Important Notice: The archived resources on this page are no longer updated and are provided for historical and research purposes only.
December 15, 2022: New Urinary Glyphosate (N-(Phosphonomethyl)glycine) Data Published
December 15, 2022: Updated “Surplus Sample” Tables Published
December 5, 2022: Revised “Special Sample” Tables Published
September 26, 2022: Updated Tables – New and Updated Chemicals Available
August 19, 2022: New Visual Guide available for National Exposure Report
March 24, 2022: National Exposure Report Transitions to an Online Interface
March 24, 2022: Updated Tables – New and Updated Chemicals Available
April 20, 2021 Update Notice
On April 20, 2021, Volume Two of the Updated Tables, March 2021 was reissued to correct an error in the urinary metals tables found in the “Metals and Metalloids” section. Creatinine corrected summary data for urinary metals reported in NHANES 2015-2016 were incorrect due to a data processing error. Corrected tables can be found in the link to Volume Two posted below.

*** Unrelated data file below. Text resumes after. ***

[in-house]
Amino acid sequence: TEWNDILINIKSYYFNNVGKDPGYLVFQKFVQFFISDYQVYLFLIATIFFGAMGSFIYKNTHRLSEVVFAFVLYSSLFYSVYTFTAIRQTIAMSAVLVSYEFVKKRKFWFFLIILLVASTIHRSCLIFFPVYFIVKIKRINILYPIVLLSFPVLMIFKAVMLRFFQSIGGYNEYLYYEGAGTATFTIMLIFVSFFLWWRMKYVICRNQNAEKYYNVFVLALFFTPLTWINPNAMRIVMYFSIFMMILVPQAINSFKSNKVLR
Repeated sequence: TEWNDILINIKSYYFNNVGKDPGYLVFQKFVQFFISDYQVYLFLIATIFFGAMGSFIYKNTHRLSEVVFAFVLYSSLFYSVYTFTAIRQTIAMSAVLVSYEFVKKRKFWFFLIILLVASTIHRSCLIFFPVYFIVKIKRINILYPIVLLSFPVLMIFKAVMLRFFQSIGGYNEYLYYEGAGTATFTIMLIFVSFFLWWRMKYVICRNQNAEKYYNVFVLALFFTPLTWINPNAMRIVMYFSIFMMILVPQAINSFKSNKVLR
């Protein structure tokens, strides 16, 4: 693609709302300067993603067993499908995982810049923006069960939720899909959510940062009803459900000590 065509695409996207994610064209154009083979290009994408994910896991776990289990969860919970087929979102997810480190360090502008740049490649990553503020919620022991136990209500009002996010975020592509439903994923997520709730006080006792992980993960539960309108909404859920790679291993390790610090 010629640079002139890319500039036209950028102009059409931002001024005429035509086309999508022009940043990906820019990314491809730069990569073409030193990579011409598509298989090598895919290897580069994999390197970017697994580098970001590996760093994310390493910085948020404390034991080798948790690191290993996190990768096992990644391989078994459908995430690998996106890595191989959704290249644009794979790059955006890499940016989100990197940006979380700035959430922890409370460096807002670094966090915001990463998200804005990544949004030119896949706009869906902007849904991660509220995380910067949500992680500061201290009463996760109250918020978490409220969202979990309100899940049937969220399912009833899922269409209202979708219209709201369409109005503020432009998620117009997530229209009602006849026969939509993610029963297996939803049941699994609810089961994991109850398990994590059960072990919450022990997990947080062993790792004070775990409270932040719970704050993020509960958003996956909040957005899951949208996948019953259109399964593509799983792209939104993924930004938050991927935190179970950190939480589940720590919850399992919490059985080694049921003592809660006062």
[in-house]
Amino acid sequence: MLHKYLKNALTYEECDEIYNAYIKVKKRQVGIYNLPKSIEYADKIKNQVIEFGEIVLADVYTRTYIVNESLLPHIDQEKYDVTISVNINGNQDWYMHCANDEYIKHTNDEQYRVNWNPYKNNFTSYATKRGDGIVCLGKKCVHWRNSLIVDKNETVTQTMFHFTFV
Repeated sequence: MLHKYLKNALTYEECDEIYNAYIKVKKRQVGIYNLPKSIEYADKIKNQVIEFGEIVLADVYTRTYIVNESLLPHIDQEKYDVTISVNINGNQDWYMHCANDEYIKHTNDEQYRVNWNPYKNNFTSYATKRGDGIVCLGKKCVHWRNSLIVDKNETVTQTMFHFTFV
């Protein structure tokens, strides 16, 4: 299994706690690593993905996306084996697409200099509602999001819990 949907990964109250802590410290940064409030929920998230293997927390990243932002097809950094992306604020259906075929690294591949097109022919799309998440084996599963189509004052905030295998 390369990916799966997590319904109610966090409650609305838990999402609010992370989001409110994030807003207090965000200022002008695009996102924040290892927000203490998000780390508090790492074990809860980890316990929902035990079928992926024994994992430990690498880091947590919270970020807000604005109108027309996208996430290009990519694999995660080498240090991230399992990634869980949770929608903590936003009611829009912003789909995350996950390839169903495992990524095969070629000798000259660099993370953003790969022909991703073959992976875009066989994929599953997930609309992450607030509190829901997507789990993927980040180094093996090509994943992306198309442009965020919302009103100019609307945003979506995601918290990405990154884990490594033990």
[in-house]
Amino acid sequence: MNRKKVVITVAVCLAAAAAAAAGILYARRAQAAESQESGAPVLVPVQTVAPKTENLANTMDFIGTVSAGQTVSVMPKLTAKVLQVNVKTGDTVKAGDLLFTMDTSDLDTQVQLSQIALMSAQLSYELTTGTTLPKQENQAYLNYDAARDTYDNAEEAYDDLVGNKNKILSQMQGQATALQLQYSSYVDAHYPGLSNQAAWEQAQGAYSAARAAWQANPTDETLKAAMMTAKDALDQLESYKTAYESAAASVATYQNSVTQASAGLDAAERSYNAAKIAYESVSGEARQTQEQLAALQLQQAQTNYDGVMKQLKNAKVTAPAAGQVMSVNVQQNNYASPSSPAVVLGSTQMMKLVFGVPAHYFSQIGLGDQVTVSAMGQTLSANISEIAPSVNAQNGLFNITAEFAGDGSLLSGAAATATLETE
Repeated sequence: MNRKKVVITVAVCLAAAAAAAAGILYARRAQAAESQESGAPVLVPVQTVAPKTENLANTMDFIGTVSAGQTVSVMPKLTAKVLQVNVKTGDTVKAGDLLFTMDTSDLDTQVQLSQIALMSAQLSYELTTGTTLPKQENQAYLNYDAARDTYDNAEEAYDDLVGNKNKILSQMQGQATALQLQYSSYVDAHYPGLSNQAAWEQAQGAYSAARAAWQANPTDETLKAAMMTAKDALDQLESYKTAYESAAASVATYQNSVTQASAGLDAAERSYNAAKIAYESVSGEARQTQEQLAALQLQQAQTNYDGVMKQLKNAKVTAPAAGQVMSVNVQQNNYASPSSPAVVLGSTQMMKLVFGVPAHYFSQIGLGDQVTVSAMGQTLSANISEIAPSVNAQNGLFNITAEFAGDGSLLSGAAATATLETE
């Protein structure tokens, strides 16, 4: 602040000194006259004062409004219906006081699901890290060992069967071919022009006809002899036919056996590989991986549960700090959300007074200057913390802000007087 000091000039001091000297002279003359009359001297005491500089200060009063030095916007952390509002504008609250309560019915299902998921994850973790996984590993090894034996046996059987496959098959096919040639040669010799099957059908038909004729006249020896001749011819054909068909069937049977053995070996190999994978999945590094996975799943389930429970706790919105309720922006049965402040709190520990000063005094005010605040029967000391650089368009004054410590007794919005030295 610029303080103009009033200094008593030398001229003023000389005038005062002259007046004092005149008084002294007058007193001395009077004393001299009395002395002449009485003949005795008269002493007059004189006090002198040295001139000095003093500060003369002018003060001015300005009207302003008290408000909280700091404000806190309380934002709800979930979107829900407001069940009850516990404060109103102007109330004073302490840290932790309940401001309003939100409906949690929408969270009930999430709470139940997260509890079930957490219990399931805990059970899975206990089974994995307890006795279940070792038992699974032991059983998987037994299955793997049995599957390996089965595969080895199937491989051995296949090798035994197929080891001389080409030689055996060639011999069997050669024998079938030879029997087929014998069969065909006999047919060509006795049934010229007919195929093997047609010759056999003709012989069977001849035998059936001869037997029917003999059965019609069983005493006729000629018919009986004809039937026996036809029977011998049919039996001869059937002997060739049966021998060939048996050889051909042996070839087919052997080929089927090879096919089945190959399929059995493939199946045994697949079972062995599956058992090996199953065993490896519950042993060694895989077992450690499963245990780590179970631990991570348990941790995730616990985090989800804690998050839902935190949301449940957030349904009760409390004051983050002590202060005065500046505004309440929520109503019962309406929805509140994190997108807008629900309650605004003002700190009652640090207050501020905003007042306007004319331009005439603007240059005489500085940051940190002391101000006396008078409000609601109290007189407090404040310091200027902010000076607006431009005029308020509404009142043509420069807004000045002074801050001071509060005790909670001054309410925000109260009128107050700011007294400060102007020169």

August 2, 2021 Update Notice
On August 2, 2021, data tables for Urinary N-Acetyl-S-(3-hydroxypropyl-1-methyl)-L-cysteine (NHANES variable name: URXPMM) were removed from the Updated Tables, March 2021. A correctable systematic bias was discovered in the URXPMM measurement impacting NHANES cycles 2005-06, 2011-12, 2013-14, and 2015-16. The location of tables temporarily removed from the Updated Tables, March 2021 and associated NHANES cycle(s) are:
- Volume One: pp 653-654 (NHANES 2005-06)
- Volume Two: pp 487-488 (NHANES 2011-16)
- Volume Four: pp 393-396 (NHANES 2011-16)
Corrected tables will be added when updated NHANES data files are available.
January 2019 Release Notice
On November 1, 2019, the NHANES 2007-2008 pooled data results for Dioxin, polychlorinated biphenyl (PCB), and organochlorine pesticide metabolites found in Volume 2 were updated to address discrepancies found in some age group, ethnicity, and gender categories. The discrepancies were limited to these pooled data results and might have been due to the weight variable used at the time of the original calculations.